Indiana Township, Allegheny County, Pennsylvania

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Location in Allegheny County and state of Pennsylvania
Indiana Township, Pennsylvania
Township of Indiana
Nickname(s): 
Fox Chapel, Indiana, Indianola
CountryUnited States
StatePennsylvania
CountyAllegheny
Government
 • MayorAlbert Kaan (R)
Time zoneUTC-5 (Eastern (EST))
 • Summer (DST)UTC-4 (EDT)
Area code(s)412
Website[1]

Indiana Township is a township in Allegheny County, Pennsylvania and a Pittsburgh suburb located in the United States. The population was 7,253 at the 2010 census.[1]

Indiana Township was named after the Indiana Territory.[2]

Geography[edit]

According to the United States Census Bureau, the township has a total area of 17.7 square miles (46 km2), all of it land.

Streams[edit]

Deer Creek flows through the township.[3]

The township contains the following communities: Dorseyville, Indianola, Rural Ridge, and Walter Chapel.

Surrounding neighborhoods[edit]

Indiana Township has seven borders, including West Deer Township to the north, Frazer Township to the east, Harmar Township and Fox Chapel to the south, O'Hara Township to the southwest and Shaler and Hampton Townships to the west.

Demographics[edit]

Historical population
Census Pop.
19705,621
19806,0808.2%
19906,024−0.9%
20006,80913.0%
20107,2536.5%
Est. 20167,229[4]−0.3%
U.S. Decennial Census[5]
Mansion at Hartwood Acres Park

As of the census[6] of 2000, there were 6,809 people, 2,347 households, and 1,828 families residing in the township. The population density was 384.2 people per square mile (148.4/km²). There were 2,457 housing units at an average density of 138.6/sq mi (53.5/km²). The racial makeup of the township was 95.67% White, 1.29% African American, 0.06% Native American, 2.16% Asian, 0.03% Pacific Islander, 0.31% from other races, and 0.48% from two or more races. Hispanic or Latino of any race were 0.54% of the population.

There were 2,347 households, out of which 38.0% had children under the age of 18 living with them, 66.0% were married couples living together, 8.5% had a female householder with no husband present, and 22.1% were non-families. 18.7% of all households were made up of individuals, and 8.7% had someone living alone who was 65 years of age or older. The average household size was 2.74 and the average family size was 3.14.

In the township the population was spread out, with 27.2% under the age of 18, 5.0% from 18 to 24, 26.5% from 25 to 44, 25.3% from 45 to 64, and 16.1% who were 65 years of age or older. The median age was 41 years. For every 100 females there were 96.7 males. For every 100 females age 18 and over, there were 92.8 males.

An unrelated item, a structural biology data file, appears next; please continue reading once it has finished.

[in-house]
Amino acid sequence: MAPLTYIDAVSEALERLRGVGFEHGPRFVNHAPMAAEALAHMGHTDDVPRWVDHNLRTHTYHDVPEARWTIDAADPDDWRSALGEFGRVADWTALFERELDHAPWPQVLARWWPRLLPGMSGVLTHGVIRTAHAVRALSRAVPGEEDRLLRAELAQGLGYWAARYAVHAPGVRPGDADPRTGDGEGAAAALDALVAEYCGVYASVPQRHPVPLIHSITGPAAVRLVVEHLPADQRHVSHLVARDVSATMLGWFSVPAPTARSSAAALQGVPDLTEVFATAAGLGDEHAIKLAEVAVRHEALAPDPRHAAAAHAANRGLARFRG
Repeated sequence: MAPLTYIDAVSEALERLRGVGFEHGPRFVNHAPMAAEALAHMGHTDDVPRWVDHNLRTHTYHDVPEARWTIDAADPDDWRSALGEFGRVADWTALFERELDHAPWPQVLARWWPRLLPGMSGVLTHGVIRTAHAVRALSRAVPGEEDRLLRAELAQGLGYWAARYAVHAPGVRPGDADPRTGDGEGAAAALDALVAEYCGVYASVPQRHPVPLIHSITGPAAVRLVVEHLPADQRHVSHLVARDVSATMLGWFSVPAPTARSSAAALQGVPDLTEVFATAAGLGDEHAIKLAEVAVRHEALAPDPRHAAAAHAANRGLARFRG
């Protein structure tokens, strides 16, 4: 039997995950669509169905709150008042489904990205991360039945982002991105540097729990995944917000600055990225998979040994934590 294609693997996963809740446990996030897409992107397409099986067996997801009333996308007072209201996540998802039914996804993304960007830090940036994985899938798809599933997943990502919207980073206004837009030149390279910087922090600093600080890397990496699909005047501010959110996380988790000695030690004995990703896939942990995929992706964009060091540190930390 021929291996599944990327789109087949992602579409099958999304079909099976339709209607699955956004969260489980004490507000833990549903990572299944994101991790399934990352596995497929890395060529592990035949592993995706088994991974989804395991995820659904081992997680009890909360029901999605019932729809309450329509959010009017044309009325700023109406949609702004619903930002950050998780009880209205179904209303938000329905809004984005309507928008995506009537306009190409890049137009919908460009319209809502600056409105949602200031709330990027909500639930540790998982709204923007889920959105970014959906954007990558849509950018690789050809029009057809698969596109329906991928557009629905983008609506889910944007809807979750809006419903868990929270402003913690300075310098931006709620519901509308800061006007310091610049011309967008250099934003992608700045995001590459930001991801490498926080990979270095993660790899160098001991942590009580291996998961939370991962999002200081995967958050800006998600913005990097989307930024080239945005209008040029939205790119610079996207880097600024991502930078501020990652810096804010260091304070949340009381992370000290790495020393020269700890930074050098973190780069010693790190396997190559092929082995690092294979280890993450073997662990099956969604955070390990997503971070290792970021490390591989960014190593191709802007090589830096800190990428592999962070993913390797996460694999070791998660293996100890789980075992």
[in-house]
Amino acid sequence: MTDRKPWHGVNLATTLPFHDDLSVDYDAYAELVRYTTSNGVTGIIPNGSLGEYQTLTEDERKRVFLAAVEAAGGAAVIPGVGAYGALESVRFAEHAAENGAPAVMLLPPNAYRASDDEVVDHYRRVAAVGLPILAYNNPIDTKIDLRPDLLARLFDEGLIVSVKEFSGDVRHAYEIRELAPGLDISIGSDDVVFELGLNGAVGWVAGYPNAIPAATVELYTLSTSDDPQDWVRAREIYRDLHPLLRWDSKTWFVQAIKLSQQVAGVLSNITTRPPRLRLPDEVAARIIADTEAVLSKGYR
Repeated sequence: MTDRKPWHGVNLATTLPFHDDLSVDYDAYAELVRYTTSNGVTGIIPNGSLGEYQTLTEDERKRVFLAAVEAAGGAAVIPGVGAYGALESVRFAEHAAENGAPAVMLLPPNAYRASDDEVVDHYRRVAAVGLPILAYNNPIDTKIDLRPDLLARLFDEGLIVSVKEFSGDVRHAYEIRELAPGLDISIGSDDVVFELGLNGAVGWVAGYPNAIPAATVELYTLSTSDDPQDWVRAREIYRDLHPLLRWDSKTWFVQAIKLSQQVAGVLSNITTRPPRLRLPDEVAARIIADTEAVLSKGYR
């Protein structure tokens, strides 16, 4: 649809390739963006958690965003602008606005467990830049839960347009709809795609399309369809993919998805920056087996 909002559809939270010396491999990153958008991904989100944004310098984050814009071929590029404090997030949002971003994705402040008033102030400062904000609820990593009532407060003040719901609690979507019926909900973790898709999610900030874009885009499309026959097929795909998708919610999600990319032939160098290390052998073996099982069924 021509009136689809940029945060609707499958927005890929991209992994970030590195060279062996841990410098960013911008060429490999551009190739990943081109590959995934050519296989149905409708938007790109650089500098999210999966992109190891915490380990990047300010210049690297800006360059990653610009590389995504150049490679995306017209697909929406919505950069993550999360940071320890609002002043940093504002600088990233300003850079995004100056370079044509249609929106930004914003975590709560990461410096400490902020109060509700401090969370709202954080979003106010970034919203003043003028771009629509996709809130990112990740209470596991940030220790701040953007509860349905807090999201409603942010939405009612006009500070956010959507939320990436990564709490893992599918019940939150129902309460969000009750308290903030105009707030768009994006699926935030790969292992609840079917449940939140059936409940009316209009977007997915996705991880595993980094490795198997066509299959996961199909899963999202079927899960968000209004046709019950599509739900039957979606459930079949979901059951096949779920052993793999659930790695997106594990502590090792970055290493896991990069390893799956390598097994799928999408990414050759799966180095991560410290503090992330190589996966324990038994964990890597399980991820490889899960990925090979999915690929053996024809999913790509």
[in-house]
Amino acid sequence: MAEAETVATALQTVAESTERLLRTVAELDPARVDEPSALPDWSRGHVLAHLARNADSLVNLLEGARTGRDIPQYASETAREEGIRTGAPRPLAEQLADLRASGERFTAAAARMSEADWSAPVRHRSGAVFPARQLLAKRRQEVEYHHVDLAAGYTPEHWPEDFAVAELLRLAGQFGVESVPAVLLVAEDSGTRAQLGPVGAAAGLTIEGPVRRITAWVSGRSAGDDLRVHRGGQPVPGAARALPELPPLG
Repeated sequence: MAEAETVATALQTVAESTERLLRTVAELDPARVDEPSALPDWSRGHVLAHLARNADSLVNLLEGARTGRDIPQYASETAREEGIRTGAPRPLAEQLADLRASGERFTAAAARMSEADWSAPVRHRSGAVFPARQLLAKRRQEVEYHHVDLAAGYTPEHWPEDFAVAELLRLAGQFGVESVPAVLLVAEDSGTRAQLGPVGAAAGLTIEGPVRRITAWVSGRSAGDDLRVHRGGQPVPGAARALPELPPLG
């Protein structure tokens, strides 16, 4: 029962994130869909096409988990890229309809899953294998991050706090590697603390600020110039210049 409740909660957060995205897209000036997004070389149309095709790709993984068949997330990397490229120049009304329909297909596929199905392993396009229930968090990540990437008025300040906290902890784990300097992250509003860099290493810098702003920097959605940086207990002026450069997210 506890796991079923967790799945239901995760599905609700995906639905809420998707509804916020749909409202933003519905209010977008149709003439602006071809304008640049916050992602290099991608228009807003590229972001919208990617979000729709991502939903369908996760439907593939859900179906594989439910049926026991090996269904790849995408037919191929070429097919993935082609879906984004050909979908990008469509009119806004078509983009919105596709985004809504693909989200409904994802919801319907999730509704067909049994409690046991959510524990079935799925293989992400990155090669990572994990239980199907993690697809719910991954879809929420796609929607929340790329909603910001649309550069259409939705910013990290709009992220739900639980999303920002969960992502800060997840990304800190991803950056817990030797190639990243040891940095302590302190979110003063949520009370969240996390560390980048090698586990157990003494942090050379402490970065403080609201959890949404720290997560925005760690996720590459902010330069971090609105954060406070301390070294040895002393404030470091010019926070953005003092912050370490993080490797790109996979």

The median income for a household in the township was $55,168, and the median income for a family was $65,110. Males had a median income of $50,481 versus $33,914 for females. The per capita income for the township was $27,068. About 4.2% of families and 6.4% of the population were below the poverty line, including 8.0% of those under age 18 and 3.3% of those age 65 or over.

Government and Politics[edit]

Presidential Elections Results[7][8]
Year Republican Democratic Third Parties
2016 52% 1,934 44% 1,627 4% 129
2012 58% 2,111 41% 1,494 1% 40

Communities[edit]

Education[edit]

The township is within the Fox Chapel Area School District.

References[edit]

  1. ^ "Race, Hispanic or Latino, Age, and Housing Occupancy: 2010 Census Redistricting Data (Public Law 94-171) Summary File (QT-PL), Indiana township, Allegheny County, Pennsylvania". U.S. Census Bureau, American FactFinder 2. Archived from the original on September 11, 2013. Retrieved September 27, 2011.
  2. ^ "What's in a name? For some, a bit of history". Pittsburgh Post-Gazette. May 10, 1984. p. 2. Retrieved 16 May 2015.
  3. ^ "Deer Creek". Geographic Names Information System. United States Geological Survey. Retrieved 2010-12-20.
  4. ^ "Population and Housing Unit Estimates". Retrieved June 9, 2017.
  5. ^ "Census of Population and Housing". Census.gov. Retrieved June 4, 2016.
  6. ^ "American FactFinder". United States Census Bureau. Archived from the original on September 11, 2013. Retrieved 2008-01-31.
  7. ^ EL. "2012 Allegheny County election". Pittsburgh Tribune-Review. Retrieved 15 October 2017.
  8. ^ EL. "2016 Pennsylvani general election..." Pittsburgh Post-Gazette. Retrieved 15 October 2017.

External links[edit]

Coordinates: 40°34′02″N 79°52′49″W / 40.56722°N 79.88028°W / 40.56722; -79.88028